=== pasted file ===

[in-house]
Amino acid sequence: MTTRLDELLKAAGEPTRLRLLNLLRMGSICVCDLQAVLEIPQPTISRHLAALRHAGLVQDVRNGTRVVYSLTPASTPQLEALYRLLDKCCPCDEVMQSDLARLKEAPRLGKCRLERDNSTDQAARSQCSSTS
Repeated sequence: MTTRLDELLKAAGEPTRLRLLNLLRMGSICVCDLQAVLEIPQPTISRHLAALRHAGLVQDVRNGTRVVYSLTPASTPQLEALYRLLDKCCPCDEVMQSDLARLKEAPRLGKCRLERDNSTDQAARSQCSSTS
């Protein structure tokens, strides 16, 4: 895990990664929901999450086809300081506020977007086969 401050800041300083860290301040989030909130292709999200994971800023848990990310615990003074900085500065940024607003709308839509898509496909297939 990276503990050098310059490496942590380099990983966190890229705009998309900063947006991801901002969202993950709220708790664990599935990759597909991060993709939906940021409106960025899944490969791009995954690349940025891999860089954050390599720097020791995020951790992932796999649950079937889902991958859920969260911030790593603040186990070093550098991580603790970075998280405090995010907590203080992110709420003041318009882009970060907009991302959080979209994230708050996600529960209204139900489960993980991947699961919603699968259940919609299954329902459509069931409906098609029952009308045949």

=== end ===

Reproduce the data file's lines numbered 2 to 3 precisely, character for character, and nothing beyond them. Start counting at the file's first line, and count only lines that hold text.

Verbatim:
Amino acid sequence: MTTRLDELLKAAGEPTRLRLLNLLRMGSICVCDLQAVLEIPQPTISRHLAALRHAGLVQDVRNGTRVVYSLTPASTPQLEALYRLLDKCCPCDEVMQSDLARLKEAPRLGKCRLERDNSTDQAARSQCSSTS
Repeated sequence: MTTRLDELLKAAGEPTRLRLLNLLRMGSICVCDLQAVLEIPQPTISRHLAALRHAGLVQDVRNGTRVVYSLTPASTPQLEALYRLLDKCCPCDEVMQSDLARLKEAPRLGKCRLERDNSTDQAARSQCSSTS